Honduras Elites and Organized Crime: Introduction

Honduras Elites and Organized Crime: Introduction

Honduras is currently one of the most violent countries on the planet that is not at war. The violence is carried out by transnational criminal organizations, local drug trafficking groups, gangs and corrupt security forces, among other actors. Violence is the focal point for the international aid...

Elites and Organized Crime: Introduction

Elites and Organized Crime: Introduction

Organized crime and the violence associated with it is the preeminent problem in Latin America and the Caribbean today. The region is currently home to six of the most violent countries in the world that are not at war. Four of those countries are in Central America...

Special Report: Gangs in Honduras

Special Report: Gangs in Honduras

In a new report based on extensive field research, InSight Crime and the Asociacion para una Sociedad mas Justa have traced how Honduras' two largest gangs, the MS13 and the Barrio 18, are evolving, and how their current modus operandi has resulted in staggering levels of violence...

Bolivia: the New Hub for Drug Trafficking in South America

Bolivia: the New Hub for Drug Trafficking in South America

Transnational organized crime likes opportunities and little resistance. Bolivia currently provides both and finds itself at the heart of a new criminal dynamic that threatens national and citizen security in this landlocked Andean nation.

Justice and the Creation of a Mafia State in Guatemala

Justice and the Creation of a Mafia State in Guatemala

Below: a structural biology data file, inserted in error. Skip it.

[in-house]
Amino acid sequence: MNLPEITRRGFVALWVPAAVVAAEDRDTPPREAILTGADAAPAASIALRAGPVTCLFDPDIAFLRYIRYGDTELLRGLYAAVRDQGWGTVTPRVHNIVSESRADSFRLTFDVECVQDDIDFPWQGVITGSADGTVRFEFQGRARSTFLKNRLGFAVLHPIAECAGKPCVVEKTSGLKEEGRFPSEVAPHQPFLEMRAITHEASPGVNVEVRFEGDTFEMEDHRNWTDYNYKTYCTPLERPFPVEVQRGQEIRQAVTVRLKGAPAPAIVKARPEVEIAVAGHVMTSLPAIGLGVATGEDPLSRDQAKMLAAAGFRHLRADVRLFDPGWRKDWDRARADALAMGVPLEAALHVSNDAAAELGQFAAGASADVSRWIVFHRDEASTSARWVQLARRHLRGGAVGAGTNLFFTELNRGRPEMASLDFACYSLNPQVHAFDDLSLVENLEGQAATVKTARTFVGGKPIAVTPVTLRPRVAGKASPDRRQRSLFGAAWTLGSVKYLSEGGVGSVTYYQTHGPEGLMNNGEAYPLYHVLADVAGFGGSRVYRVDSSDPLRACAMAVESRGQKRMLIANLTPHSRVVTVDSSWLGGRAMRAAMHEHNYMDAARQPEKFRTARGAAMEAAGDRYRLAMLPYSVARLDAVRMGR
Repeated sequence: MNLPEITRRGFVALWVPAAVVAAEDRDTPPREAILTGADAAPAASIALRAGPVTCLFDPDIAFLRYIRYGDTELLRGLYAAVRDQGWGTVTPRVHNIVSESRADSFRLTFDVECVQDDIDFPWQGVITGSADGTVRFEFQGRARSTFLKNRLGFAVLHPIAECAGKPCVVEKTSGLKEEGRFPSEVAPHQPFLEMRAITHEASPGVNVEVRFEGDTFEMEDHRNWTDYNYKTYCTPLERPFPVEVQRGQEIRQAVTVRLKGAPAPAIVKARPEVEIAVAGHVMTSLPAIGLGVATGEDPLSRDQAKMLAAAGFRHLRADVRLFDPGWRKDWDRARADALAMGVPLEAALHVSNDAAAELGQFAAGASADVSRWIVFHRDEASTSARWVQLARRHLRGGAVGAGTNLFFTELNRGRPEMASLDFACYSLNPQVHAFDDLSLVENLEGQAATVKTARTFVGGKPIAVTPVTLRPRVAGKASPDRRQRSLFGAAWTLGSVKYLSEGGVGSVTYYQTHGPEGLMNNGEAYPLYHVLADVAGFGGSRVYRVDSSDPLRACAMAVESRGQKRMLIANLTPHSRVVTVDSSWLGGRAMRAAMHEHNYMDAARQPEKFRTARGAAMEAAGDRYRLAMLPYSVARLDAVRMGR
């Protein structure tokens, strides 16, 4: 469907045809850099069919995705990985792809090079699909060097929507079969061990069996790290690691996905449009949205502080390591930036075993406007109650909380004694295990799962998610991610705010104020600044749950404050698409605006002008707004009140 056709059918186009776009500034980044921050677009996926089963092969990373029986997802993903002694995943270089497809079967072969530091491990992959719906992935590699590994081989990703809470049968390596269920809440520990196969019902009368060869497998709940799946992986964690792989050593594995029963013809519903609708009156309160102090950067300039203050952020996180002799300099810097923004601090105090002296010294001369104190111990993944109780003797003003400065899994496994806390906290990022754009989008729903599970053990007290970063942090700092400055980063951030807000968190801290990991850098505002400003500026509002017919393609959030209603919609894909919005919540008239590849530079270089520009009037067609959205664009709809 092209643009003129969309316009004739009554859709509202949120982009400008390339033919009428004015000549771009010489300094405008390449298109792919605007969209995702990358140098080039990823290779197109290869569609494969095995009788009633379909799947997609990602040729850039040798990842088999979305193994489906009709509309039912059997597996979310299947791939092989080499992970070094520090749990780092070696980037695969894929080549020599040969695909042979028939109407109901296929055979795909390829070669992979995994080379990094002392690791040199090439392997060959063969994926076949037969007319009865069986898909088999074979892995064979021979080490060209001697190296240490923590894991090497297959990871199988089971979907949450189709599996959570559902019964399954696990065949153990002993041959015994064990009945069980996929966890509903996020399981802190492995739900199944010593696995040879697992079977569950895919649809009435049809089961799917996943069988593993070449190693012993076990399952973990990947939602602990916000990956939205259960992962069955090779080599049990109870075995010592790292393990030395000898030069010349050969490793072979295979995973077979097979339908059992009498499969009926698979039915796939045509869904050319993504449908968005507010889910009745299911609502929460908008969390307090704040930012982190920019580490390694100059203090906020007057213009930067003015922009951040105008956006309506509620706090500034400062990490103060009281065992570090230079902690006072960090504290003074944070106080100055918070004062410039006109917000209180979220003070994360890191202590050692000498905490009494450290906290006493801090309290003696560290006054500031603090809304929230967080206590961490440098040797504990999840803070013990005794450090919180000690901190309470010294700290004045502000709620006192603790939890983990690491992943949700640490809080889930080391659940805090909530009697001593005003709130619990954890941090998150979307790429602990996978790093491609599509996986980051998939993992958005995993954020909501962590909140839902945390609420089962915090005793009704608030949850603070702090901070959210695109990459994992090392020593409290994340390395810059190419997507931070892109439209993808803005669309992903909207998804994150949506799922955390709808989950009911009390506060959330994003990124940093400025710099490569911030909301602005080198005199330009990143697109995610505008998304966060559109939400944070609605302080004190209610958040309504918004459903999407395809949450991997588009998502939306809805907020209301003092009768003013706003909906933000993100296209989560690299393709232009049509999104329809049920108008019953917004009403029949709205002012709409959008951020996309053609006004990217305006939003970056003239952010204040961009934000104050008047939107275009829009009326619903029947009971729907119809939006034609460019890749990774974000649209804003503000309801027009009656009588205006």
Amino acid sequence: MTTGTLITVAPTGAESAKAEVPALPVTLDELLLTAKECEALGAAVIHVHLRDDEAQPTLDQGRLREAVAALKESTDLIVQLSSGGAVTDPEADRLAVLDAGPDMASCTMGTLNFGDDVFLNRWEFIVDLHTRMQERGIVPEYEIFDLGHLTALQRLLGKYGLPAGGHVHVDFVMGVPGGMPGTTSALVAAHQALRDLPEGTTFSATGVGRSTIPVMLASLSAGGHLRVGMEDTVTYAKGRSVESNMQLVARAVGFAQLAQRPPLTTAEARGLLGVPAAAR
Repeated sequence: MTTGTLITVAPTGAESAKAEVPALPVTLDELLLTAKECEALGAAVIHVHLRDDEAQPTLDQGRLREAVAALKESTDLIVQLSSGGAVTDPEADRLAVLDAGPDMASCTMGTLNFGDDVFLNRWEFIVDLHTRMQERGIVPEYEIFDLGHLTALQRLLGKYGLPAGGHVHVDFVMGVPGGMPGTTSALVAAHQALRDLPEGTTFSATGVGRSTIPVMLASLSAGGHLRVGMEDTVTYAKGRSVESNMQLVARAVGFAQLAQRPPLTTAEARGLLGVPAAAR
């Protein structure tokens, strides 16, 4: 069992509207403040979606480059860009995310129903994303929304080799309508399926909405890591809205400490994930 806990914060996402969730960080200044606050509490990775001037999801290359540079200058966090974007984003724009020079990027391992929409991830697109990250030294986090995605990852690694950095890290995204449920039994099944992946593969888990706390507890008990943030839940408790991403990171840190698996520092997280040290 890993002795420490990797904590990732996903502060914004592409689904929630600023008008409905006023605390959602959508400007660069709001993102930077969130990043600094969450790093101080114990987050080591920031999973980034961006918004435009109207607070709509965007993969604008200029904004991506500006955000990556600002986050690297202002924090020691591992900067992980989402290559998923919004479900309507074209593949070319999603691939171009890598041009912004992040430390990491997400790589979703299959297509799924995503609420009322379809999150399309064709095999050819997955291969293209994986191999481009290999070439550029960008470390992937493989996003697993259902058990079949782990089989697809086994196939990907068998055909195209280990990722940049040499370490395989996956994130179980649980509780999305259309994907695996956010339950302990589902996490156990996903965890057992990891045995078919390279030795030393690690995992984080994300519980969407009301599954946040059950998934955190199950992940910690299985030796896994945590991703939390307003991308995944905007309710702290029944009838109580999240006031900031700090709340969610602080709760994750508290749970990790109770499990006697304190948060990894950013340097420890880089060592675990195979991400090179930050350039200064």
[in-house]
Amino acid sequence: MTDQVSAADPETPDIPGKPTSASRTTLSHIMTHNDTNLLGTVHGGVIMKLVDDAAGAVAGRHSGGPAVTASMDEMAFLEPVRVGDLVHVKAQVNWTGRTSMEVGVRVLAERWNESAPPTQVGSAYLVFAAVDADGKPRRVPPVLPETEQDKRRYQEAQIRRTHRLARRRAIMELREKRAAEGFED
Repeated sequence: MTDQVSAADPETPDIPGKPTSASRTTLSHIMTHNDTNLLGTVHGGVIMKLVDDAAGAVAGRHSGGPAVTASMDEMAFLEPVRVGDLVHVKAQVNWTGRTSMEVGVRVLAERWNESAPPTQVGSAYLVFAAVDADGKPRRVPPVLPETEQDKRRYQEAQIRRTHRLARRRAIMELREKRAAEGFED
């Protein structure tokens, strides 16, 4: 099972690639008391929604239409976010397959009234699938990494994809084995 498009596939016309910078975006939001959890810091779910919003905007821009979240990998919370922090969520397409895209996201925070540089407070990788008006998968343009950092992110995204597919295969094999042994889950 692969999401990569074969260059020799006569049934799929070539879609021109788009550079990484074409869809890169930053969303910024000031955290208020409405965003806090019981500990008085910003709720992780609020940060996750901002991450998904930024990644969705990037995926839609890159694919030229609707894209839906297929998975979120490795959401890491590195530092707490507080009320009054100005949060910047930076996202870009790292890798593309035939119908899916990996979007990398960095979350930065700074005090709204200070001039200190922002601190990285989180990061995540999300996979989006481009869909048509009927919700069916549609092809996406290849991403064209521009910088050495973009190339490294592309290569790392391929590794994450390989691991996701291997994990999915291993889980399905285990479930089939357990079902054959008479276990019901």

As Guatemala's Congress gears up to select new Supreme Court Justices and appellate court judges, InSight Crime is investigating how organized crime influences the selection process. This story details the interests of one particular political bloc vying for control over the courts and what's at stake: millions...

The FARC 2002-Present: Decapitation and Rebirth

The FARC 2002-Present: Decapitation and Rebirth

In August 2002, the guerrillas of the Revolutionary Armed Forces of Colombia (FARC) greeted Colombia's new president with a mortar attack that killed 14 people during his inauguration. The attack was intended as a warning to the fiercely anti-FARC newcomer. But it became the opening salvo of...

The Urabeños - The Criminal Hybrid

The Urabeños - The Criminal Hybrid

The mad scramble for criminal power in the aftermath of the demobilization of the United Self-Defense Forces of Colombia (AUC) is over. The Urabeños, or as they prefer to call themselves, the "Autodefensas Gaitanistas de Colombia," have won.

Mexico's Security Dilemma: The Battle for Michoacan

Mexico's Security Dilemma: The Battle for Michoacan

Faced with the government's failure to rein in the criminals, communities across crime-besieged Mexico have been trying for years to organize effective civic resistance. Michoacan's vigilantes express the most extreme response by society to date, but other efforts have been less belligerent. In battle-torn cities along the...

Uruguay's Marijuana Bill Faces Political, Economic Obstacles

Uruguay's Marijuana Bill Faces Political, Economic Obstacles

If Uruguay's proposal to regulate the production, sale and distribution of marijuana is properly implemented and overcomes political and economic hurdles, it could be the most important drug regulation experiment in decades.